Israel's Proxy in Lebanon Cringes at Possible Peace
KFAR TIBNIT, LEBANON — ANTOINETTE RAHAL and her daughter Chadya carefully inch through the Kfar Tibnit checkpoint, one of five separating the nine-mile-wide ''security zone'' Israel occupies in southern Lebanon from the rest of the country.
The Lebanese villagers living inside the zone have always faced impromptu attacks by the Hizbullah terrorist group, which is backed by Iran and Syria, as well as bursts of shellfire from the Israeli-sponsored South Lebanese Army (SLA). Even though Israel and Syria, which maintains control over Lebanon, are talking peace in Washington, people here don't feel any more secure.
''We got caught in the middle of a gun battle one morning and had to hide behind some rocks,'' recalls Mrs. Rahal. ''Neither [the SLA nor Hizbullah] seem to care about our lives. We are just pawns in a political game between Israel and Syria.''
Hizbullah, or the Islamic Party of God, has vowed repeatedly to expel Israel from southern Lebanon.
The Lebanese government, although anxious to reclaim sovereignty over the border zone Israel has occupied since 1978, has been careful to avoid giving more than a verbal endorsement to Hizbullah.
''The real encouragement comes from Damascus,'' says one Western diplomat. ''Syria cannot fight the Israelis, so it sits back and lets Hizbullah fight, putting pressure on Israel in the peace negotiations.''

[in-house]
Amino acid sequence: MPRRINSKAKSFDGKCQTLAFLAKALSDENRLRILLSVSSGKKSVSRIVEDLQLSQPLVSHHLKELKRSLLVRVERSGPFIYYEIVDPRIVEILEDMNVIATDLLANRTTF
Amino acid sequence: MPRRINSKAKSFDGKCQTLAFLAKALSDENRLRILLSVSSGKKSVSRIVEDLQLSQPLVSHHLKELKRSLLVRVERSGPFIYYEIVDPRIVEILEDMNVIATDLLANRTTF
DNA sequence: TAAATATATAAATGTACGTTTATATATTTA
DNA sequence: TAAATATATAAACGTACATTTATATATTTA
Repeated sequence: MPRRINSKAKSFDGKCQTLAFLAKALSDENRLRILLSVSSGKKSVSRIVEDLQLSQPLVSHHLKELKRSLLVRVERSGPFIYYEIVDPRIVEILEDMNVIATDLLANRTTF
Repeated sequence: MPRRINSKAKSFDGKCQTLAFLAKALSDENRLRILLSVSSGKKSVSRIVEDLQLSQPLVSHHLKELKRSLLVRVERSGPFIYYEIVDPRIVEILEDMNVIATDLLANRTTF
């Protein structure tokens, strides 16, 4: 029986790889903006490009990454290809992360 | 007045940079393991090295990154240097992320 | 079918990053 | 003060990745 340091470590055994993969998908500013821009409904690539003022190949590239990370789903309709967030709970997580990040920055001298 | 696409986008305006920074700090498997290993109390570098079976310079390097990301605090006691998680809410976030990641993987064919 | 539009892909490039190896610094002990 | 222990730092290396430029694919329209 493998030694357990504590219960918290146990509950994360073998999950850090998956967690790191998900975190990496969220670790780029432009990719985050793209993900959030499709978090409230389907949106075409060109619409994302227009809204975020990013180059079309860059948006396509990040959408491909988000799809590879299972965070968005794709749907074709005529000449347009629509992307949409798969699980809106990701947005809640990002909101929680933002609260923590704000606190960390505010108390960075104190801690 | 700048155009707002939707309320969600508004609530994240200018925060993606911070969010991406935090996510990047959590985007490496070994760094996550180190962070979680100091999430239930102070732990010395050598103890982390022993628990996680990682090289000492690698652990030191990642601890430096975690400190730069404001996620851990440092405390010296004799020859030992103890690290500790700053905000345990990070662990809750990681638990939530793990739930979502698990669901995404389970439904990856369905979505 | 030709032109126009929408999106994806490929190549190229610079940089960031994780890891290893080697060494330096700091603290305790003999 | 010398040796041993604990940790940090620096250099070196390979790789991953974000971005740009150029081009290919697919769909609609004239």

Hand-to-hand combat between SLA militiamen and Hizbullah fighters is often bitter and bloody. Hizbullah combatants launch lightening-quick strikes against the fortified mountaintop observation posts used by SLA fighters that enclose the security zone.
The Israeli-trained and sponsored SLA has lost hundreds of men in the past several years protecting both the zone and Israel's northern border from guerrilla attack.
But many of the SLA militiamen worry about what will happen to them if peace between Israel and Syria is reached. Rumors that Israel is prepared to leave have caused morale to plummet among SLA fighters, say some militiamen.
Although Israeli Prime Minister Shimon Peres recently visited the militia's headquarters in Marjayoun to offer support, one high-ranking officer, who did not want his name to be used, said he fears Israel will eventually abandon his men.
Many officers are preparing passports to flee the country. More than 200 of the 3,000 militiamen have already deserted their posts this year, according to the French Press Agency.
Recent threats by the government in Beirut to prosecute those who work for Israel have raised yet another concern. Chief Military Prosecutor Nassry Lahoud issued arrest warrants on Feb. 6 for 89 men accused of ''collaboration.'' The charges, though just a formality since all 89 live inside the border zone, have begun to cause panic.
Robyn Abboud, a senior SLA officer who is on the list of those to be prosecuted, claims that the government order to pursue those who deal with Israel was instigated by Syria. ''The Lebanese government has no freedom to make its own decisions,'' he says. ''The decision is Syrian.''
Mr. Abboud also refuses to consider himself a traitor. ''We were sent here in the first place by the Lebanese government to keep order in the south.''
Civilians within the security zone who continue to collaborate with Israel, like residents of the Christian village of Klea, are also uneasy. Despite reassurances from Israel, Clovis Francis, for example, feels caught in the middle. ''The government abandoned us.... It gave us no choice but to deal with Israel. Now what are they going to do with the 8,000 people who either work or fight for Israel, throw them all in jail?''